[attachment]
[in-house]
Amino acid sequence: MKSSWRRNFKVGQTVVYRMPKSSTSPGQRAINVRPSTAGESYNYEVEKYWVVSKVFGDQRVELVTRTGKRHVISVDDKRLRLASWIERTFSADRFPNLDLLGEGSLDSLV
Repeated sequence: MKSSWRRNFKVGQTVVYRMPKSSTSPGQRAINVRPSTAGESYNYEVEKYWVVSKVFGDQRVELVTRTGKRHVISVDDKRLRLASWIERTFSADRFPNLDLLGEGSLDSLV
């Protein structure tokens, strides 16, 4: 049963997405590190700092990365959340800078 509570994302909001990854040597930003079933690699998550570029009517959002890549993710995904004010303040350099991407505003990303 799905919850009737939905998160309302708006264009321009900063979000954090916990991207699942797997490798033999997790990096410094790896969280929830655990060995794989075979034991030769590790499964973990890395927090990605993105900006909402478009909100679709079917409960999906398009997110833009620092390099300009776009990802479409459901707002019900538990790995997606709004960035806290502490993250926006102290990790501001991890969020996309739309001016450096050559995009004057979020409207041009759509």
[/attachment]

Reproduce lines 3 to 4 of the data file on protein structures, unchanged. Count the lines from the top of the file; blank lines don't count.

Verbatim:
Repeated sequence: MKSSWRRNFKVGQTVVYRMPKSSTSPGQRAINVRPSTAGESYNYEVEKYWVVSKVFGDQRVELVTRTGKRHVISVDDKRLRLASWIERTFSADRFPNLDLLGEGSLDSLV
């Protein structure tokens, strides 16, 4: 049963997405590190700092990365959340800078 509570994302909001990854040597930003079933690699998550570029009517959002890549993710995904004010303040350099991407505003990303 799905919850009737939905998160309302708006264009321009900063979000954090916990991207699942797997490798033999997790990096410094790896969280929830655990060995794989075979034991030769590790499964973990890395927090990605993105900006909402478009909100679709079917409960999906398009997110833009620092390099300009776009990802479409459901707002019900538990790995997606709004960035806290502490993250926006102290990790501001991890969020996309739309001016450096050559995009004057979020409207041009759509």